Raspberry Pi 4 Benchmarks & Mini Review

Raspberry Pi 4 Review

Raspberry Pi 4 has just been released with many improvements over Raspberry Pi 3 Model B+ including a faster processor, a proper Gigabit Ethernet port, USB 3.0 interfaces, and 4K video support. That’s the theory, but how does it work in practice? I can now let you know as I’ve received a Raspberry Pi 4 sample courtesy of Cytron, and ran some tests and benchmarks on the very latest boards from the Raspberry Pi foundation. System Info Before starting with the benchmarks, let’s go through some basic system info: For reference, you’ll find Raspberry Pi 4 Linux boot log here. Phoronix benchmarks Let’s go ahead and install the latest version of Phoronix benchmarks: Now let’s run the test to compare the performance of Raspberry Pi 4 model B to some other Arm Linux boards including Raspberry Pi 3 Model B. For reference, my office has an ambient temperature of around 28 to 30°C, and I’ve monitored the CPU temperature with …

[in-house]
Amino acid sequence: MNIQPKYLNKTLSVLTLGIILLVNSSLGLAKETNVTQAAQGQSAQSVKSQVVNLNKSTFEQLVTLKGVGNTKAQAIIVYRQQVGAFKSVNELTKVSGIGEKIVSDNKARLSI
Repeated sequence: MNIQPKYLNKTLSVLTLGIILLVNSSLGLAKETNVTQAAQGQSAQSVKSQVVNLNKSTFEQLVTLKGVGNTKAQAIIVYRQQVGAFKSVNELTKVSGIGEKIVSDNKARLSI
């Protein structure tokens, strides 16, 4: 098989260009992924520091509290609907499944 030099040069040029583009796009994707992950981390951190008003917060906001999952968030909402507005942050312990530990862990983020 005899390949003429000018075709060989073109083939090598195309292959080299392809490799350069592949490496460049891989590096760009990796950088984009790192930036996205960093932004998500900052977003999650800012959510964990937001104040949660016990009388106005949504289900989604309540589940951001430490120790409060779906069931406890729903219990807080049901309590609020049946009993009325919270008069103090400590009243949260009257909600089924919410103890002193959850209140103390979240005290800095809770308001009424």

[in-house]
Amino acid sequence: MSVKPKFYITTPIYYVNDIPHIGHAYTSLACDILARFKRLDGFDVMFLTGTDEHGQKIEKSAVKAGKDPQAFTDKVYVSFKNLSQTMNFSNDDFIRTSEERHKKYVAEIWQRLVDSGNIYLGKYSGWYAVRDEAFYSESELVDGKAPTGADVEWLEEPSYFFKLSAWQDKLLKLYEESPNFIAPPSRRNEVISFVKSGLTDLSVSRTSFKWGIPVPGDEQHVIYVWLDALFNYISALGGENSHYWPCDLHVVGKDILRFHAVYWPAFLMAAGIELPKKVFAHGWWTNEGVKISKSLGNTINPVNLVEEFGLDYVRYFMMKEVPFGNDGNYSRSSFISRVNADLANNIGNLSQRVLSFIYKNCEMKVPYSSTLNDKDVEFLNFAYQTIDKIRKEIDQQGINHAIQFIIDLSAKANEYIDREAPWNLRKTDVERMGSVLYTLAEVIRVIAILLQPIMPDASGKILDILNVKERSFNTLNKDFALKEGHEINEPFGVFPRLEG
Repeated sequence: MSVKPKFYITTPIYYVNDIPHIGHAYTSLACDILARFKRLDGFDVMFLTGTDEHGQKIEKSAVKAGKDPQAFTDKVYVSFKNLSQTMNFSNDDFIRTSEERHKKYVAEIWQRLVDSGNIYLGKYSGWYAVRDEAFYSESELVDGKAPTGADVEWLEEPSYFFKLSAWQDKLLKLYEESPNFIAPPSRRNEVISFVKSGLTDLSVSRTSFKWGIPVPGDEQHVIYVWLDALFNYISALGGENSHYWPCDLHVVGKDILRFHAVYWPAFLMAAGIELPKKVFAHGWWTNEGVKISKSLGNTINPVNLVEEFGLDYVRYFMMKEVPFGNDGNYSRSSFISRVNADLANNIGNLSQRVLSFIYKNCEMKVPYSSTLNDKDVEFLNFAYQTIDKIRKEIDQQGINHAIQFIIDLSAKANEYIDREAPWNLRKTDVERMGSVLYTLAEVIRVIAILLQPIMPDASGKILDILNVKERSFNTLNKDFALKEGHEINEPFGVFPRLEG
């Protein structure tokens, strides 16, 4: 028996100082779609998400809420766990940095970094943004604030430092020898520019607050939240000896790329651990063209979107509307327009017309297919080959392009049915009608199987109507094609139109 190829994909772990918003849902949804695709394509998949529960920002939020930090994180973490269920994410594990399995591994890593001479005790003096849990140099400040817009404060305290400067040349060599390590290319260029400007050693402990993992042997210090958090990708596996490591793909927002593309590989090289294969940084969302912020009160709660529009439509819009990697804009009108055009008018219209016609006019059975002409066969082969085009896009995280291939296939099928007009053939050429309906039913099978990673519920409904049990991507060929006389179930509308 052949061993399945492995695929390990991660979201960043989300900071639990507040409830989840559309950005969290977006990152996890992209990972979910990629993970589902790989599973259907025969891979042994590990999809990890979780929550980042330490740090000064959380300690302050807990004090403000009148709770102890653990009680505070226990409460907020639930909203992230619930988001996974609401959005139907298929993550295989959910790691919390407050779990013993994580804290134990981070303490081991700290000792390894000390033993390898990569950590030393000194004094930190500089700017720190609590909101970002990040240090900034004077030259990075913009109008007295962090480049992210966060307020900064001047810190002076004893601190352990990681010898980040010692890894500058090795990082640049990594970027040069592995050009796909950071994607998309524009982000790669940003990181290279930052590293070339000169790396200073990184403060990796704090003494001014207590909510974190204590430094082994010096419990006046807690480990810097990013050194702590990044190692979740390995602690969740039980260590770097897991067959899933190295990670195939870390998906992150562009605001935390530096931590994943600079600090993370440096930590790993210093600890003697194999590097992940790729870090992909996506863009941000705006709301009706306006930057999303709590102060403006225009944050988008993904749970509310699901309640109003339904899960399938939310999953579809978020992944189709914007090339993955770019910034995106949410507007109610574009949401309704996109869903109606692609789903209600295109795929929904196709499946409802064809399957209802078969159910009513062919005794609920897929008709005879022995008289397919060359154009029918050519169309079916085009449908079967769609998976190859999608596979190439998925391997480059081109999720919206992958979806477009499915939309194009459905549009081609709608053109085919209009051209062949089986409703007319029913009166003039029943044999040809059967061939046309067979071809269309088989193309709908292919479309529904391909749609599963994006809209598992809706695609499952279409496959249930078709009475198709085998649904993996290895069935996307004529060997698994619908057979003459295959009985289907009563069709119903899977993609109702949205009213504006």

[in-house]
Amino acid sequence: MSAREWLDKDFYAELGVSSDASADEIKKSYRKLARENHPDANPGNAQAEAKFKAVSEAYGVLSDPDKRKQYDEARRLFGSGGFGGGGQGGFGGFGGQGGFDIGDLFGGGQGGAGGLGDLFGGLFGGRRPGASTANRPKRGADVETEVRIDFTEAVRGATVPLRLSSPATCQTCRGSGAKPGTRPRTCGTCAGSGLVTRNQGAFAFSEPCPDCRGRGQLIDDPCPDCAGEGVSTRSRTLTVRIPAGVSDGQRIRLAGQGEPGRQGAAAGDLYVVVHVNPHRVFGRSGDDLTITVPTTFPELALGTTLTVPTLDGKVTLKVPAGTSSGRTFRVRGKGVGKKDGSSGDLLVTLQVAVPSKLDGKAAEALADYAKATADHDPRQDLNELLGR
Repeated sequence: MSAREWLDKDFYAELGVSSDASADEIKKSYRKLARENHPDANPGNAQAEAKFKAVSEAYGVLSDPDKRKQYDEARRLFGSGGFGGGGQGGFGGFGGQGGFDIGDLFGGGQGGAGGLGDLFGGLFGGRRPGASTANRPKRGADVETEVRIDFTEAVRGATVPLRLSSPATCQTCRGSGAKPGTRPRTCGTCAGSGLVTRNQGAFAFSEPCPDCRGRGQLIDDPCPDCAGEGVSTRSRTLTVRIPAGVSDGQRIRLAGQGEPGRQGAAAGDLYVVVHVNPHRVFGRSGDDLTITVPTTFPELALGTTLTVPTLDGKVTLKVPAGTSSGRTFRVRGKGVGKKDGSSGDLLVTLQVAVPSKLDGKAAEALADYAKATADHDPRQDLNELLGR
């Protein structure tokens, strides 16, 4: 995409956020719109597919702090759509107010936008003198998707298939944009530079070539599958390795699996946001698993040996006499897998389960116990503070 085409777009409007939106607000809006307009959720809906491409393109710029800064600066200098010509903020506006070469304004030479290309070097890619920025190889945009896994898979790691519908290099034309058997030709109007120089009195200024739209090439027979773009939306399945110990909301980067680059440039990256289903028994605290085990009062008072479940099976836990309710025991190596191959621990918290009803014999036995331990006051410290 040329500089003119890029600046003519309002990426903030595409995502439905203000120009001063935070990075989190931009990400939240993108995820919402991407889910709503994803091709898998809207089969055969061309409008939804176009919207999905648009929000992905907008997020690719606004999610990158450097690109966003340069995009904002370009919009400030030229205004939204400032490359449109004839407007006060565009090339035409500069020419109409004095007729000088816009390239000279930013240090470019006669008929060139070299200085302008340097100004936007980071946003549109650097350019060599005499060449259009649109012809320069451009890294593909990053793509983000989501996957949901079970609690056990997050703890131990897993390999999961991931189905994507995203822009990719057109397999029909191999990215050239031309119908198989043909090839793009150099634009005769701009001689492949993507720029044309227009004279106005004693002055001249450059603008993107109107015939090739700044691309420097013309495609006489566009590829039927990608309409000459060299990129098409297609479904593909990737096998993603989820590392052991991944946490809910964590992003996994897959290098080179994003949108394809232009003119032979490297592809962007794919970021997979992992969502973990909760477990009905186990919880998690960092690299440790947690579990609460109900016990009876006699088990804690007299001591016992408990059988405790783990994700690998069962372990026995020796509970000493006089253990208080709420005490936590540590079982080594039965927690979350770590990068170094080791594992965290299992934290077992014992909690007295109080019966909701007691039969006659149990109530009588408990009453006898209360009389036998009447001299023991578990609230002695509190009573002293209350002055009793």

Raspberry Pi 4 Features Broadcom BCM2711 Processor, Up to 4GB RAM

Raspberry Pi 4 SBC

Long expected, the Raspberry Pi 4 model B has finally launched, and it should not disappoint with a much more powerful Broadcom BCM2711 quad-core Cortex-A72 processor clocked at up to 1.5 GHz, 1 to 4GB LPDDR4, 4K H.265 video decoding and output support, a proper Gigabit Ethernet port, as well as USB 3.0 and 2.0 ports. Raspberry Pi 4 comes with all those extra features, but the form factor remains the same, and importantly the price is still $35 for the version with 1GB RAM, making Raspberry Pi alternatives suddenly much less interesting. Raspberry Pi 4 specifications: SoC – Broadcom BCM2711 quad-core Cortex-A72 (ARMv8) @  1.5GHz with VideoCore VI GPU supporting OpenGL ES 3.0 graphics System Memory – 1GB, 2GB or 4GB LPDDR4 Storage – microSD card slot Video Output  & Display I/F 2x micro HDMI ports up to 4Kp60 (Currently 1080p60 max. in dual-display configuration, although 2x 4Kp30 is being worked on) 3.5mm AV port with composite video (and …

Eclipse IoT Survey Report Reveals Arm & Linux Dominate, Security Concerns